David Hockney, an English painter, draughtsman, printmaker, stage designer and photographer, was born on July 9, 1937 in Bradford, England. He was an important contributor to the Pop art movement of the 1960s, and is also considered to be one of the most influential British artists of the twentieth century.
Hockney studied at Bradford College of Art and the Royal College of Art in London, where he met R.B. Kitaj. While studying at the Royal College of Art, he was featured in the Young Contemporaries exhibition, along with Peter Blake. This exhibition announced the arrival of British Pop Art. Hockney’s early work also displayed expressionist elements, some of which made references to his love for men. From 1963, he was represented by John Kasmin, an influential art dealer. After living in California for many years, David Hockney was inspired to make a series of paintings of swimming pools in Los Angeles using the comparatively new Acrylic medium rather than oil paint.
He made increasing use of photography for purposes of documentation. These paintings were rendered in a highly realistic style using vibrant colors. His painting, Peter Getting Out Of Nick’s Pool, won Hockney the John Moores Painting Prize at the Walker Art Gallery in Liverpool in 1967. David Hockney also made prints, portraits of friends, and stage designs for the Royal Court Theatre, Glyndebourne, La Scala, and the Metropolitan Opera in New York City. In 1970, Hockney had his first major retrospective exhibition; it was held at the Whitechapel Art Gallery in London.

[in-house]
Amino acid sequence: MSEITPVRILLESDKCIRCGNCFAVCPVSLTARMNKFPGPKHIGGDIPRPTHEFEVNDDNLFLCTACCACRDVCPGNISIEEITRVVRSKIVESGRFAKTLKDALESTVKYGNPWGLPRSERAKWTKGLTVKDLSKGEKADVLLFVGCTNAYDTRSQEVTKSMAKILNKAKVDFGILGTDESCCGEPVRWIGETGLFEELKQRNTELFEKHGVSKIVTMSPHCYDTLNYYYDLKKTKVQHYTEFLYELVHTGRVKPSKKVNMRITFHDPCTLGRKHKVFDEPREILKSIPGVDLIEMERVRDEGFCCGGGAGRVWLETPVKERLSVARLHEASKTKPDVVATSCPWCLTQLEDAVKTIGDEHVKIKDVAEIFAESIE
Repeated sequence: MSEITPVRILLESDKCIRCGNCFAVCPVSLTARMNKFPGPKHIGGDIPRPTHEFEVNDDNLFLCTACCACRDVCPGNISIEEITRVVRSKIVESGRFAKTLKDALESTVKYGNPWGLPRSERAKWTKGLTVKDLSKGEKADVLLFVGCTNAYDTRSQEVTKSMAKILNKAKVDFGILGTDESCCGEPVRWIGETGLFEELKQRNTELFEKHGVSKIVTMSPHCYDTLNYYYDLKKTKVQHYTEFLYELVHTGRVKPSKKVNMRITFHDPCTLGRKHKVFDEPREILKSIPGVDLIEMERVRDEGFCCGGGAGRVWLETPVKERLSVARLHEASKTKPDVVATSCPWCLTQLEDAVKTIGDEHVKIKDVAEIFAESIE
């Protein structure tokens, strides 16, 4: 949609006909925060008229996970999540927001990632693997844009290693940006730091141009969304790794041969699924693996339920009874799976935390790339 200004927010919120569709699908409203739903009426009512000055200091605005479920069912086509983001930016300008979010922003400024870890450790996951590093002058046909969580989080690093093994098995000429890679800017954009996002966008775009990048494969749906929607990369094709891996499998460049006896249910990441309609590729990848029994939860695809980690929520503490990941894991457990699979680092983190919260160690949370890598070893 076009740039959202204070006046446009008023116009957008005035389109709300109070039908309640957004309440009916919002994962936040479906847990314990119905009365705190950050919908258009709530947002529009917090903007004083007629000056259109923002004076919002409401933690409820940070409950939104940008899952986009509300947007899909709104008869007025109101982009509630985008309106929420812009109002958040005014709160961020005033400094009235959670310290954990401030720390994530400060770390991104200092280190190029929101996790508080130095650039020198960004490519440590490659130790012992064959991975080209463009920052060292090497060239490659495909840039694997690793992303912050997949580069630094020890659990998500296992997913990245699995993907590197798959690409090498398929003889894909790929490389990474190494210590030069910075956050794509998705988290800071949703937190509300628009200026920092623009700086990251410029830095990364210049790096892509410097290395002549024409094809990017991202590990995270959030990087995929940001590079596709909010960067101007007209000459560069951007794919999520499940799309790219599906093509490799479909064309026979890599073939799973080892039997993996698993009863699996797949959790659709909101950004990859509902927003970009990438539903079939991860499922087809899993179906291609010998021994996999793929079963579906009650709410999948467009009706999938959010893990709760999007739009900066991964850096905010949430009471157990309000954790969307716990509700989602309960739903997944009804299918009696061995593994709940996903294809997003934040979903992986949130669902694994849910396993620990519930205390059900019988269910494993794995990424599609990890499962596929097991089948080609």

David Hockney also lectured at universities including the University of Iowa in 1964, the University of Colorado in 1965, the University of California in Los Angeles in 1966, and the University of California at Berkely in 1967. In 1973, David Hockney went to live in Paris, where he were worked with Aldo and Piero Crommelynck, Picasso’s master printers. He produced a series of etchings in memory of Picasso who had died earlier that year. Hockney’s work was exhibited in 1974 at the Musée des Arts Décoratifs in Paris. Hockney’s easel paintings from the 1980s show the influence of Matisse and Picasso.
From 1982, David Hockney explored the use of the camera, making composite images of Polaroid photographs that were arranged in a rectangular grid. He compiled complete pictures from a series of individually photographed details. In the 1980s, Hockney worked with California master printer Ken Tyler, making etchings and lithographs. In 1986, he explored creating works with color photocopiers. Later, Hockney experimented using faxes and computers, composing images and colors on the screen and having them printed directly from the computer disk without preliminary proofing.
Major retrospectives of David Hockney’s work have been held in New York, Los Angeles and Europe. He primarily works in his Hollywood Hills studio in California, his permanent home since 1978. His work continues to be influenced by technical experimentation.